I really don’t see how it’s a bad idea… As long as there’s good security and good lighting at night.

  3. I’ll be among the first to sign in though I haven’t opened an account with facebook, but for that reason I’ll bend my rule and actually go on with it.

    With the online social network, it holds great prospects and I reckon it might start a wave of similar actions.

  4. there’s already a facebook group dedicated to saving ALL of Kuwait’s public parks

    http://www.facebook.com/home.php?#!/group.php?gid=292183733599

  5. Sorry try this link

    http://www.facebook.com/group.php?gid=292183733599

  6. I think its a great idea! Community based initiatives are usually more successful because people feel they have a personal stake. My concern is how you would you get people to be responsible and motivated knowing how twisted our logic as society can be. I mean people litter while driving because they think its someone else job to clean behind them!

  7. zaydoun, Hmm, I didn’t find that when I checked. Still, that’s not really what I had in mind. That group you linked is about ‘educating’ people about the folly of ignoring the public parks we have. So what? It doesn’t offer anything in return for that attention, it’s a one way message. It doesn’t tap into the power of social networking.

    What I had in mind was entirely different. Instead of talking down to people and guilting them into paying attention and showing what a terrible waste it all is, we should be empowering them.

    First of all, having one big group for all the parks is a terrible idea. It’s just too big, and the people won’t feel responsible to each other. It has to be small, one for every specific park.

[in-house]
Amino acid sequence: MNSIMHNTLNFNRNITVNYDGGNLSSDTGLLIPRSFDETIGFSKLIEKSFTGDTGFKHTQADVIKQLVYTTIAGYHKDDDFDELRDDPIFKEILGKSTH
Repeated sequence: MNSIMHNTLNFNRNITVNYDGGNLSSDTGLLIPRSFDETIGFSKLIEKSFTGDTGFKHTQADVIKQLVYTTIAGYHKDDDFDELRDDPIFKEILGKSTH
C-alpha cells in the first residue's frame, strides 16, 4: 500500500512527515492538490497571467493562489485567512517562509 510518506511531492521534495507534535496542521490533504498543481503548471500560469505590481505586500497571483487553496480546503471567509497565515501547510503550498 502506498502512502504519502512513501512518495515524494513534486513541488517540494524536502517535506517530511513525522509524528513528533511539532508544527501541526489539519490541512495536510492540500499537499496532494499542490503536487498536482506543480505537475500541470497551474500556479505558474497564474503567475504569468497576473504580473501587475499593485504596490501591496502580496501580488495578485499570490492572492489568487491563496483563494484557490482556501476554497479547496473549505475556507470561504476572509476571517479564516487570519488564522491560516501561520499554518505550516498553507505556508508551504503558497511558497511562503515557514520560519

Most importantly, though, you have to offer people something to get them involved. Events, activities, clean-up initiatives done in coordination with the local co-op (they can supply the cleaning equipment, and the paint and brushes). It has to be a constantly moving, evolving and up to date bulletin board. There would a detailed schedule of what’s going on (anyone can submit and schedule an event, for free, and invite people). That’s the power of social networking. You create the framework, but you let people sustain it, and make it grow and flourish. It’s not top-down, it’s bottom-up.

    Thanks, Aisha! Yeah, I agree, it’s a challenge to do it in a way that works with our corrupted sense of responsibility. That’s very hard to fix, and I doubt that a few exercises here and there will heal society; but it won’t hurt. I know lots of people who are fed up with the way things are, but we can’t stop at that. We have to really question why things are the way they are and look for ways to fix things, no matter how insignificant it may seem in the big picture. One step at a time, right?

  8. I’m honestly happy there is someone enthusiatics such as yourself! I wish more planners listened to you!

    All these contracts for cleaning and such, and no cleaning is done in the parks, no independent committee to review what is being done, at least taking evidence of what clean is being done.

    Facebook is a very good tool which seems to have a following in Kuwait!

  9. […] really wouldn’t take much of an effort to make that all happen. I still think the Facebook page idea is a good one and is the best way to get the community involved and ‘own’ the park for […]

  10. I wish all of you would take a more noble cause and help the poor Bidoon. they living in slumps much worst that the worst public parks you all concerned about.

    please take a stroll thru Jileeb Al-shayookh and see for your self. in the richest country in the world. children aren’t allowed to go to school, no health care, no decent clean water.

    please do the right thing a take this cause.